10 lakh people, one hospital
Munni Sheikh (28) delivered her third child in the compound of Sion hospital. The baby died an hour later. Soon after she went into labour last December, Munni was referred to Sion by the municipal Shatabdi Hospital near her Govandi home.mumbai Updated: Mar 11, 2010 01:18 IST
Munni Sheikh (28) delivered her third child in the compound of Sion hospital. The baby died an hour later.
Soon after she went into labour last December, Munni was referred to Sion by the municipal Shatabdi Hospital near her Govandi home.
Her delivery was likely to be complicated, the staff told her, and Shatabdi — ill equipped, under-staffed and with no blood bank — would not be able to treat her.
“Shatabdi Hospital had only one ambulance, and that day it was not available,” said social worker Pushpa Bhonsle. “So Munni and her husband Mohammed [40, a daily wage earner], hailed a cab. It took an hour to reach Sion because of the traffic.”
By the time the couple got to Sion, Munni was writhing in pain. But she was not allowed in till her husband had made it to the head of the registration queue.
As he stood in line, his wife sat on the concrete ground outside the hospital, crying.
An hour later, with her husband still standing in line, Munni delivered her baby. A nurse rushed to the spot and took the infant, which had got entangled in Munni’s bloody salwar, to the doctors.
It was too late. Munni’s baby did not make it.
‘The hospital functions like a dispensary’
The Sheikhs’ is not a stray case in the central suburban belt of Govandi-Deonar-Mankhurd-Trombay.
To begin with, there is only one municipal hospital for the 10.17 lakh people here — the 210-bed Shatabdi. Built in 1982, when the population here was 5 lakh, it was never expanded.
“The BMC approved a plan to build another wing with 310 beds, but the project has been put on hold due to paucity of funds,” said hospital superintendent Dr Pramod Potnis. “Meanwhile, we are now catering to a population of about 25 lakh people — some coming from as far as Vashi, which did not have its own municipal hospital till very recently.”
Far from making up for the lack of beds with newer equipment or a state-of-the-art operation theatre, the hospital is ill equipped and short-staffed.
The Intensive Care Unit has three ventilators but no one qualified to operate them. Four of the six surgeons’ posts are vacant.
And, with no blood bank, no surgeries that result in blood loss can be conducted here — unless scheduled much in advance, with the requisite blood brought in from Rajawadi Hospital in Ghatkopar.
Most complicated surgeries and emergency cases — like Munni Sheikh’s delivery — are forwarded to Sion hospital or Rajawadi.
“Thanks to all these shortcomings, the hospital, which is built on 7 acres of land, functions more like a dispensary,” said Govandi resident Nazeer Sayyed. “That too a 9-to-5 dispensary. If you go to Shatabdi after 5 pm with a minor wound, there is no doctor to even examine it.”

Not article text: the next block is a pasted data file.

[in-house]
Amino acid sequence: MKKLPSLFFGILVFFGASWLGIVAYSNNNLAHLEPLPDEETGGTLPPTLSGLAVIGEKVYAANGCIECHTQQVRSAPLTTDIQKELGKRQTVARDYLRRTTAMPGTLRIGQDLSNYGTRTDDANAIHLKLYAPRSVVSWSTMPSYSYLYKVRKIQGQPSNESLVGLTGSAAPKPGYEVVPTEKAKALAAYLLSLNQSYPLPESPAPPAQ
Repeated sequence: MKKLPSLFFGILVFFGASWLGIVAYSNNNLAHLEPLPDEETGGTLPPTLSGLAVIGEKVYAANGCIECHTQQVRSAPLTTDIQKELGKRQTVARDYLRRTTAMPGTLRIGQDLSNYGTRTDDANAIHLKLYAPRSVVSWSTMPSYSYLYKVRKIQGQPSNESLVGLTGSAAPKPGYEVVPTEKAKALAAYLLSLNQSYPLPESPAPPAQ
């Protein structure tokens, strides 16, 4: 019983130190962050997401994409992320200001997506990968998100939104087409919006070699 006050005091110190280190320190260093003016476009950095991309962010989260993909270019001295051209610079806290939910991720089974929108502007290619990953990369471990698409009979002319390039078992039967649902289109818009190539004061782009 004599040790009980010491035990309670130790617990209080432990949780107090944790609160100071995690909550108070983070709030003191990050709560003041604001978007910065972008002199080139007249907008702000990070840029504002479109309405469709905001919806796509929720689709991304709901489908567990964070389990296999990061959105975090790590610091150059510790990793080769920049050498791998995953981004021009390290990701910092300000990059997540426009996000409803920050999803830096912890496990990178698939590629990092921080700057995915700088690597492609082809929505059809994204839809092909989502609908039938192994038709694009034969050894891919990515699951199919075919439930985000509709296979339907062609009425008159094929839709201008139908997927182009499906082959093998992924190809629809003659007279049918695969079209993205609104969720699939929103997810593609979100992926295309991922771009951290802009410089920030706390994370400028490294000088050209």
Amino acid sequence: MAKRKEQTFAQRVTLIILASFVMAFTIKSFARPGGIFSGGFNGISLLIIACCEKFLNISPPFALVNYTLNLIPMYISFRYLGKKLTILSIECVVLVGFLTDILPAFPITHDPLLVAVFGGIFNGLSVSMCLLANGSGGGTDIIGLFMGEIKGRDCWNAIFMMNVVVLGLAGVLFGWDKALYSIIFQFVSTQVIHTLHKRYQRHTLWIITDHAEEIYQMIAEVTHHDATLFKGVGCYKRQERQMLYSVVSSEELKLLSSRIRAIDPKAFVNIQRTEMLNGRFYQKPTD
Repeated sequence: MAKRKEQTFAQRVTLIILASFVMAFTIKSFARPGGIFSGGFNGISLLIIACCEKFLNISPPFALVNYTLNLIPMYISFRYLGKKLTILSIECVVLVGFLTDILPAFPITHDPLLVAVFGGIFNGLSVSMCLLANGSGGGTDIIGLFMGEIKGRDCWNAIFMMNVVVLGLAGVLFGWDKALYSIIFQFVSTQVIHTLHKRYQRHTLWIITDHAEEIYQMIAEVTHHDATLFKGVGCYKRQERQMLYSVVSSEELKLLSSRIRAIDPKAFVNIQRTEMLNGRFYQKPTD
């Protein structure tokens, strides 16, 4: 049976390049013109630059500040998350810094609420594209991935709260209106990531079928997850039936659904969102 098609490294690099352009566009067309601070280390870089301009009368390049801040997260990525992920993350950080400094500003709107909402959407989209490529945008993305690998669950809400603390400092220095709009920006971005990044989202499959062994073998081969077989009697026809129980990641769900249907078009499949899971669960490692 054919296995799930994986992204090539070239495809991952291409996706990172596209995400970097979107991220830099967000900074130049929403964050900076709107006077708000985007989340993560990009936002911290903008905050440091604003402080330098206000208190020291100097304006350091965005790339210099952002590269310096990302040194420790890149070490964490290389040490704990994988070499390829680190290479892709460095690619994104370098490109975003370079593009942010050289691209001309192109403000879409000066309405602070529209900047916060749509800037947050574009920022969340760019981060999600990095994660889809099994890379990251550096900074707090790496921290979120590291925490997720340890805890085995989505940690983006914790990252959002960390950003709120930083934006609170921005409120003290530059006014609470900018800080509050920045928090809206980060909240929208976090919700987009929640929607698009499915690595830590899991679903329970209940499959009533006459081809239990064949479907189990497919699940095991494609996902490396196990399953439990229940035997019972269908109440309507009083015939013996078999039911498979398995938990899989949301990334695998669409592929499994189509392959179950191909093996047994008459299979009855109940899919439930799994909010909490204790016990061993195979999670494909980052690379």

Neglect, from the grassroots up
The primary healthcare facilities in the Govandi-Deonar-Mankhurd-Trombay belt are also virtually non-existent.
“The Shivaji Nagar slum, which houses more than 5 lakh people, does not have a single civic dispensary,” said Leena Joshi from non-governmental organisation Apnalaya. “There are three health posts, but they focus only on family planning and vaccinations. Adjoining slums Mandala, Shivneri and Ekta Nagar also have no health facilities at all.”
One of the health posts — the Urban Health Centre at Shivaji Nagar — is run by Nair hospital’s Preventive and Social Medicine Department. Doctors visit the centre every day but leave by noon.
Walk into the centre on any afternoon and you are likely to find dogs sleeping in the airy, one-storey structure. A section of the centre is also being used for sewing and mehendi classes for women.
One maternity home, one gynaecologist
For years, locals have been demanding that the Shivaji Nagar urban health centre be converted into a maternity home, but the civic body has not acted on their demand.
“The nearest maternity home is in Deonar,” said local corporator Asha Sheikh. “It has only 20 beds, so it’s always full. There are many private maternity homes but the slum-dwellers are too poor to pay Rs 3,000 to Rs 5,000 for deliveries. Many are forced to take a loan just to pay for the delivery.”
The Deonar maternity home has just one gynaecologist — and an operation theatre that is not equipped to conduct Caesarean sections or complicated deliveries.
Private doctors operating in the area, meanwhile, say the BMC not only needs to have more and better health facilities, but also needs to have specialised health programmes here.
“The incidence of tuberculosis, skin diseases, asthma and infectious diseases is very high because of the dumping ground nearby,” said Dr Rahil Kamar, who heads the Govandi-Trombay Private Practitioners’ Association.